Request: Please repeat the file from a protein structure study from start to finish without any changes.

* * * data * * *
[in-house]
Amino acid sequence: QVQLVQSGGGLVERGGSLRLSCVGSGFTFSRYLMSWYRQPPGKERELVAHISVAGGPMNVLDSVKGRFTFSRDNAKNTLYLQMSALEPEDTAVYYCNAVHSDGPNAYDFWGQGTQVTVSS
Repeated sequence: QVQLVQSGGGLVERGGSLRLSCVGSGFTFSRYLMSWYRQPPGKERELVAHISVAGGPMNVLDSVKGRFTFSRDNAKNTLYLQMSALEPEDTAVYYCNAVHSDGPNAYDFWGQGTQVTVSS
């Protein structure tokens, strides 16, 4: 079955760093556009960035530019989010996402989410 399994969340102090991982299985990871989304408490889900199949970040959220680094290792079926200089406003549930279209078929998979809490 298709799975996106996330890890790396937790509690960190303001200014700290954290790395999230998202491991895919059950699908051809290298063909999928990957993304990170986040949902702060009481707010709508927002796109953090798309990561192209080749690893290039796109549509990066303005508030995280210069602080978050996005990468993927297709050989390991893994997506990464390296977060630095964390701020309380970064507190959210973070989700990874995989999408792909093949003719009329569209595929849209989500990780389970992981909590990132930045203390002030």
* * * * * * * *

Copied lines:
[in-house]
Amino acid sequence: QVQLVQSGGGLVERGGSLRLSCVGSGFTFSRYLMSWYRQPPGKERELVAHISVAGGPMNVLDSVKGRFTFSRDNAKNTLYLQMSALEPEDTAVYYCNAVHSDGPNAYDFWGQGTQVTVSS
Repeated sequence: QVQLVQSGGGLVERGGSLRLSCVGSGFTFSRYLMSWYRQPPGKERELVAHISVAGGPMNVLDSVKGRFTFSRDNAKNTLYLQMSALEPEDTAVYYCNAVHSDGPNAYDFWGQGTQVTVSS
């Protein structure tokens, strides 16, 4: 079955760093556009960035530019989010996402989410 399994969340102090991982299985990871989304408490889900199949970040959220680094290792079926200089406003549930279209078929998979809490 298709799975996106996330890890790396937790509690960190303001200014700290954290790395999230998202491991895919059950699908051809290298063909999928990957993304990170986040949902702060009481707010709508927002796109953090798309990561192209080749690893290039796109549509990066303005508030995280210069602080978050996005990468993927297709050989390991893994997506990464390296977060630095964390701020309380970064507190959210973070989700990874995989999408792909093949003719009329569209595929849209989500990780389970992981909590990132930045203390002030």